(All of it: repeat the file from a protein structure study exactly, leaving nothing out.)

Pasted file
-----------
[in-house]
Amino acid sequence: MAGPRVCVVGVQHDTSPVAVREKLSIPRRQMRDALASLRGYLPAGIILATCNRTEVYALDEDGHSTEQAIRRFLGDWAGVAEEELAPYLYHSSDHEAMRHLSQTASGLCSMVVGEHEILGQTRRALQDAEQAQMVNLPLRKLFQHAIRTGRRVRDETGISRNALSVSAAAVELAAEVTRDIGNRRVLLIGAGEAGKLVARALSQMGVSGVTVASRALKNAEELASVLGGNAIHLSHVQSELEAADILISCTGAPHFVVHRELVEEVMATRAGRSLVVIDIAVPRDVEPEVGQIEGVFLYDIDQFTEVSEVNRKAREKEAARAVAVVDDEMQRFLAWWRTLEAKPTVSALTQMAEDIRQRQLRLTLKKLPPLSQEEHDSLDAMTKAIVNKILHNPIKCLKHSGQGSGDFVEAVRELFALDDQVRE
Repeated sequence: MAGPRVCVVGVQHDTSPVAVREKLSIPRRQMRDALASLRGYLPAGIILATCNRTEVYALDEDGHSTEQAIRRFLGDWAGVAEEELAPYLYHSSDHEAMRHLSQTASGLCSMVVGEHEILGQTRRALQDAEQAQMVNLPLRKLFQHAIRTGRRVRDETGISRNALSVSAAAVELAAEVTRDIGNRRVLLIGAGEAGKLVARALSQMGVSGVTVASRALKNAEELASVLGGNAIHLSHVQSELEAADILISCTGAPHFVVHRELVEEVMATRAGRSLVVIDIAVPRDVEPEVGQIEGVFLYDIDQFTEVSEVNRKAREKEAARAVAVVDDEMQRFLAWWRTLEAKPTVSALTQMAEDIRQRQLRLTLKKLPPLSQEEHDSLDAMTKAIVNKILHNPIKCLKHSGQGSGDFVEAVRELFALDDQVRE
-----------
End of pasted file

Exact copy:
[in-house]
Amino acid sequence: MAGPRVCVVGVQHDTSPVAVREKLSIPRRQMRDALASLRGYLPAGIILATCNRTEVYALDEDGHSTEQAIRRFLGDWAGVAEEELAPYLYHSSDHEAMRHLSQTASGLCSMVVGEHEILGQTRRALQDAEQAQMVNLPLRKLFQHAIRTGRRVRDETGISRNALSVSAAAVELAAEVTRDIGNRRVLLIGAGEAGKLVARALSQMGVSGVTVASRALKNAEELASVLGGNAIHLSHVQSELEAADILISCTGAPHFVVHRELVEEVMATRAGRSLVVIDIAVPRDVEPEVGQIEGVFLYDIDQFTEVSEVNRKAREKEAARAVAVVDDEMQRFLAWWRTLEAKPTVSALTQMAEDIRQRQLRLTLKKLPPLSQEEHDSLDAMTKAIVNKILHNPIKCLKHSGQGSGDFVEAVRELFALDDQVRE
Repeated sequence: MAGPRVCVVGVQHDTSPVAVREKLSIPRRQMRDALASLRGYLPAGIILATCNRTEVYALDEDGHSTEQAIRRFLGDWAGVAEEELAPYLYHSSDHEAMRHLSQTASGLCSMVVGEHEILGQTRRALQDAEQAQMVNLPLRKLFQHAIRTGRRVRDETGISRNALSVSAAAVELAAEVTRDIGNRRVLLIGAGEAGKLVARALSQMGVSGVTVASRALKNAEELASVLGGNAIHLSHVQSELEAADILISCTGAPHFVVHRELVEEVMATRAGRSLVVIDIAVPRDVEPEVGQIEGVFLYDIDQFTEVSEVNRKAREKEAARAVAVVDDEMQRFLAWWRTLEAKPTVSALTQMAEDIRQRQLRLTLKKLPPLSQEEHDSLDAMTKAIVNKILHNPIKCLKHSGQGSGDFVEAVRELFALDDQVRE